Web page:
Race to Confusion

Posted May 11, 2010, at 6:22 p.m.

Maine’s chances to receive up to $75 million in federal funds to improve the state’s schools have come down to a final three-hour meeting Wednesday in which a group composed mostly of educators will consider adopting a model for using student performance as one of many means to assess teacher effectiveness. If Maine doesn’t allow teacher evaluations to include student performance data, it can’t apply for the federal Race to the Top Funds.

The fact that this linkage must be created in one meeting is ludicrous.

The Department of Education slapped together three bills to change policy, so Maine had a chance to participate in the Race to the Top. One was LD 1799, which would allow districts to link teacher evaluations with student performance data, a requirement of the federal program, which promises more than $3 billion to improve the nation’s schools. It is clear that the current administration is moving toward assessing teacher effectiveness in all its policies and funding.

As originally written, LD 1799 simply sought to eliminate the state’s prohibition on the use of student assessment data in models for evaluation of the professional performance of teachers.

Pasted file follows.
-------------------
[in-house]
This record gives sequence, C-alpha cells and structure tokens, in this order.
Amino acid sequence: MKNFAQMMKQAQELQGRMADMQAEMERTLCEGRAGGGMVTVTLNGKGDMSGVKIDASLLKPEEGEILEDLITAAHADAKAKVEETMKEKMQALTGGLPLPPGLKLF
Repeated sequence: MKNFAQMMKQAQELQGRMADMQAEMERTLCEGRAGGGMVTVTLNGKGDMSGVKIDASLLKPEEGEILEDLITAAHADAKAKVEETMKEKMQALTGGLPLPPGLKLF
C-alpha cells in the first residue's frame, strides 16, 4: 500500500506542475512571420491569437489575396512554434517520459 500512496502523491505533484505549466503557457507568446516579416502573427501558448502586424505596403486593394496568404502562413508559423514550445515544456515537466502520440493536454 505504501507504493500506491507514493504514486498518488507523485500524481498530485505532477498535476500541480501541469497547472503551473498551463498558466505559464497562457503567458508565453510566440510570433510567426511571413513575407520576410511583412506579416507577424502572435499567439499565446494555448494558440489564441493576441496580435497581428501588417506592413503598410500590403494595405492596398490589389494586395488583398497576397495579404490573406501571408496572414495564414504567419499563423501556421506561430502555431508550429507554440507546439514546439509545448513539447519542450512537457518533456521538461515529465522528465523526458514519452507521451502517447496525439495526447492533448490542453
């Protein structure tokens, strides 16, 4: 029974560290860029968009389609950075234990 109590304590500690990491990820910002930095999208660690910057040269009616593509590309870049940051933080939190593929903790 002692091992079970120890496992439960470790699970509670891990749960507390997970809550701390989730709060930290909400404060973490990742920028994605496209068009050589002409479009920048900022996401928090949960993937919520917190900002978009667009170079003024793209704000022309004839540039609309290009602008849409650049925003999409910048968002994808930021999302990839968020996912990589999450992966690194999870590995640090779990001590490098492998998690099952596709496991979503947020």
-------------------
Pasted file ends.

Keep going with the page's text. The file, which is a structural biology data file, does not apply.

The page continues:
Before the bill was passed, the Attorney General’s Office said it must be convinced there were no barriers to using student performance in teacher evaluations in order for the office to sign off on the state’s Race to the Top application.

After lobbying from the teachers’ union, the Maine Education Association, the bill was changed to create a stakeholders group to review and approve models, which unnecessarily complicated and slowed down what had been a straightforward fix.

The process was further complicated by an executive order from the governor requiring approval of a model by May 14.

The group has met twice and will meet for the final time Wednesday. It has such a short timeline because the state’s Race to the Top application is due June 1.

Rather than devote its time to reviewing evaluation models that have worked well in Maine and other states, the group has spent most of its time trying to figure out what it is supposed to do. With so much time wasted, it now has one final meeting to fulfill its charge.

It doesn’t have time to pick a single model for the state. Instead it should outline parameters that must be met by evaluation models that will later be approved by the group. Or it could list several models that are worthy of further consideration by the group with a provision that two or three ulti-mately will be approved.

It must reassure the attorney general that student performance can be part of teacher evaluations, and that models to do this are forthcoming.

It can do that in one meeting.

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